### Linear Velocity of a RipStik, Students, and Rolling Balls

I opened the week on linear velocity with the introduction of a blank time versus distance graph on the board. Then I used the LRC to F2 sidewalk to roll off a 202 cm/s run over a 3000 cm course.

I shared the data and made a sketch graph at the end of class on Monday.

Wednesday I used the Monday data to distinguish between an average and instantaneous velocity. Then I had the students measure their walking speed. I placed paper strips at the LRC and had the students walk from A101 to LRC and back, a 24200 cm round trip which was timed. The students ranged from around 90 cm/s up to around 120 cm/s.

Thursday I went with the rolling ball approach, fixed distances, and the diagonal table layout. I passed out a diagonal data entry sheet at the start of class to guide the students.

The first run, the "slow" ball run, was attempted at 100 cm increments out to 1000 cm. The fiberglass tape measure has made measurements so much easier. White chalk marked 100 cm increments, blue was 200 cm, and orange was later used for 400 cm increments.

The 8:00 lab class rolled the slow ball to 1000 cm, as did the 11:00 class. The medium speed ball was rolled out to 2000 in the 8:00 section and 1000 in the 11:00 section. An unusual south wind picked up by 11:00 and made the start more difficult.

At 8:00 Kenoma and Trisden handled the bowling task, with Trisden bowling a 796 fast ball to my best of around 444 cm/s in the 11:00 section. Ray, Gayshalane, and Philbert look on in the above shot as the ball rolls down the sidewalk.

Trisden lets loose a fast ball in the 700 cm/s range. He was accurate and generated more speed than I could.

Kenoma also proved fast and accurate from the line.

Francina on tape line anchor and ball retrieval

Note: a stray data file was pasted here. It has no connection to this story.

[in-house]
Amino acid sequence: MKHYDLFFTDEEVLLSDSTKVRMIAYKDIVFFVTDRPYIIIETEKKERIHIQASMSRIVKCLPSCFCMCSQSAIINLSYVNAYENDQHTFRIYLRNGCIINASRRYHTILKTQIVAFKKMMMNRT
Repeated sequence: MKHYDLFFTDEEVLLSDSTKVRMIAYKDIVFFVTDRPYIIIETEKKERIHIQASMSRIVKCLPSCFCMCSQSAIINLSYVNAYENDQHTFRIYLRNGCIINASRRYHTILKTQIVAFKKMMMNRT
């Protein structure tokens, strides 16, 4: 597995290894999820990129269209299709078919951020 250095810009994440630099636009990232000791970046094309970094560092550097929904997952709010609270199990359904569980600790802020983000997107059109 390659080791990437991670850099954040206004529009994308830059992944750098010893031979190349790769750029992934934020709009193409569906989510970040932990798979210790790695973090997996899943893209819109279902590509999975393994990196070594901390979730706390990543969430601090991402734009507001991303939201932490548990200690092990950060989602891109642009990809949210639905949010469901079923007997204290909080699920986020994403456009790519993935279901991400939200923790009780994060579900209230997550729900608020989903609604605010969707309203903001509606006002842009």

On the fast runs with 400 cm increments out to 2400 cm, the timers could not well see the chalk marks. I realized the key would be to put people on the marks and the timers could cue off of the people. Michelle on the left, Diane, Nagsia, Beverly, and Glenn at the far end mark 400 cm increments. I was bowling.

Vandecia took over from Michelle.

Up in the lab I demonstrated the optional use of Google Docs to build lab reports for the first time. Noting that a trend line cannot be displayed on an xy scatter graph, I built a second table.

That second table can be seen above with the orange header. Note the diagonal data arrangement. This permits three lines with differing x-values to appear on a single xy scatter graph in a spreadsheet. Above is Google Sheets.

Google Sheets now supports graphs in documents, and the graphs remain linked to the original in Sheets.

A second table is necessary in Google Sheets to report the slopes (speeds) and intercepts. Schoology as a Google Drive add on that allows direct submission of Google Docs. I am unclear exactly why I would return to Excel, and even LibreOffice.org loses some of its luster against a suite that can run on my cell phone if the need were to arise.

The basic approach of rolling the ball past fixed distances that are increased with increasing velocity worked well enough. The issue of the first second being faster dates back in the earliest days of my taking over the course. The set-up used for a number of years can be seen in a 2008 photo sequence. The loss of speed after the first second was more pronounced when the parking lot was wet or littered with leaves and sticks. Yet moving to the slick tile of the gym porch still did not eliminate the speed drop after the first second

Although I was deeply attached to keeping the time as the independent variable and the distance as the dependent variable (hence students attempting to note the position of the ball at an assigned second), ultimately years of tinkering could not remove the pseudo-speed loss that reaction times were introducing. For some reason, measuring time to fixed distances produces a more linear relationship with no significant speed fall off after the first second.

The lab has also forgone graphing the slope zero, speed zero ball, in favor of three moving balls, slow, medium, and fast.  The zero slope case is mentioned, but no longer graphed.